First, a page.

In other words, who will win this confrontation?
THIS IS FOR the first time in 45 years that blood has been spilled in the cold, forbidding desert at such high altitude where the two sides are staring at each other. Unlike in the past, China has dispensed its diplomatic coyness and is aggressively trying to wean away India’s neighbors like Nepal, Bangladesh and Sri Lanka from the arc of its influence.
The impact of this strategy is visible all around. What’s happening in Nepal has been stated ad nauseum as the prime minister of the land-locked republic, K P Sharma ‘Oli’, goes about snubbing New Delhi repeatedly. Significantly, he got areas that India had claimed as its own for decades, Kalapani and Lipulekh, included in the new map of Nepal and then endorsed by Parliament.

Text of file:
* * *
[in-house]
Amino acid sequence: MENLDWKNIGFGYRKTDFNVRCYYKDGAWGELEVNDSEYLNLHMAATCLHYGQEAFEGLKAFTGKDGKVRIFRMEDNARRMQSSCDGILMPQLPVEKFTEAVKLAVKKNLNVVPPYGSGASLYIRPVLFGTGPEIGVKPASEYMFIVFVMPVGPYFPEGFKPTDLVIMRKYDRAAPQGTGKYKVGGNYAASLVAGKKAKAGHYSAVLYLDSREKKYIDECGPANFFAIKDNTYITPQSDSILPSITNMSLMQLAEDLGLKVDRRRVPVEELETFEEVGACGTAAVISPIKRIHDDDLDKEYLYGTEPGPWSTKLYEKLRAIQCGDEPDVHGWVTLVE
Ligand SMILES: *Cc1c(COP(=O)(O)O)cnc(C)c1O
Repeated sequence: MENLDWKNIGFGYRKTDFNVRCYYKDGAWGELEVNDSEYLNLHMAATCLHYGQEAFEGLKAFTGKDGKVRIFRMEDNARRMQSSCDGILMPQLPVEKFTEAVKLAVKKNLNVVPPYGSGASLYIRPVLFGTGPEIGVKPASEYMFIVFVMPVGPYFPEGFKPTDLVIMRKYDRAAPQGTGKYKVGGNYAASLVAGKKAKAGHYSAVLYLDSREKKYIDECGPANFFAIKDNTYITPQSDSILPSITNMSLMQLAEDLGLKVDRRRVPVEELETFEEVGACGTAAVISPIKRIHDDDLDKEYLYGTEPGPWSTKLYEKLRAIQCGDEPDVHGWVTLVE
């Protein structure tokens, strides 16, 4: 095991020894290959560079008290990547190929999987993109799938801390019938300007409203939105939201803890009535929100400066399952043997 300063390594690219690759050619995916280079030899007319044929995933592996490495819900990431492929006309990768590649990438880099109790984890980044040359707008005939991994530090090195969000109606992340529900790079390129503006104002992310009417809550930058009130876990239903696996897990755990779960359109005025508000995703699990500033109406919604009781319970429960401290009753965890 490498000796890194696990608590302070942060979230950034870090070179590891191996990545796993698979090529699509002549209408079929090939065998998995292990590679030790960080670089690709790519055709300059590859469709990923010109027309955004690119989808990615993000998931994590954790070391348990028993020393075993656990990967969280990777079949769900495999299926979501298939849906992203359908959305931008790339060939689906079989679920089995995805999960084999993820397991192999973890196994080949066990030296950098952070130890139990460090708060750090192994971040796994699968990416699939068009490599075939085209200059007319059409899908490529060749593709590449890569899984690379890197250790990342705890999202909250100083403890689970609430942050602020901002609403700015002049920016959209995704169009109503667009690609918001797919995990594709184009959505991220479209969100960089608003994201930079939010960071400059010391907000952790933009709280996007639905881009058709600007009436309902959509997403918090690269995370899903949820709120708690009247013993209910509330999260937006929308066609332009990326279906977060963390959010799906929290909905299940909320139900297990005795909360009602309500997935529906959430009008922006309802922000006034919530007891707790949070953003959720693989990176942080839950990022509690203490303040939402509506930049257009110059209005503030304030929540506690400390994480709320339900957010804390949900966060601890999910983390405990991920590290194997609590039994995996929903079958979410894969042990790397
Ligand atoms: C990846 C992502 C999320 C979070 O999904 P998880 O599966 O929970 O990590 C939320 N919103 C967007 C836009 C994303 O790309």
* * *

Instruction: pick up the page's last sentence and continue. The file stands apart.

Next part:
In response to criticism by his detractors in India and his own country, he stated categorically that he had invited New Delhi to discuss the issue, but his offer had been declined in the name of Corona virus. He further claimed that India, during this period, could have discussions with other countries, but had no time to talk with Nepal.
Oli has a point here.
The Nepali PM also endeavored to tweak the citizenship law that has the potential to disrupt the roti-beti ties with India. Now Indian brides will have to wait for 7 years before citizenship is granted to them. Nepal says that it is a mere replication of Indian law.
Later, he also accused New Delhi of conspiring to throw him out as challenge to his position began to gather momentum from his rival in the coalition, former prime minister and Maoist supremo Prachanda, who asked him to resign. Indian government sources allege that Oli’s swagger is due to the tacit support that he is getting from China.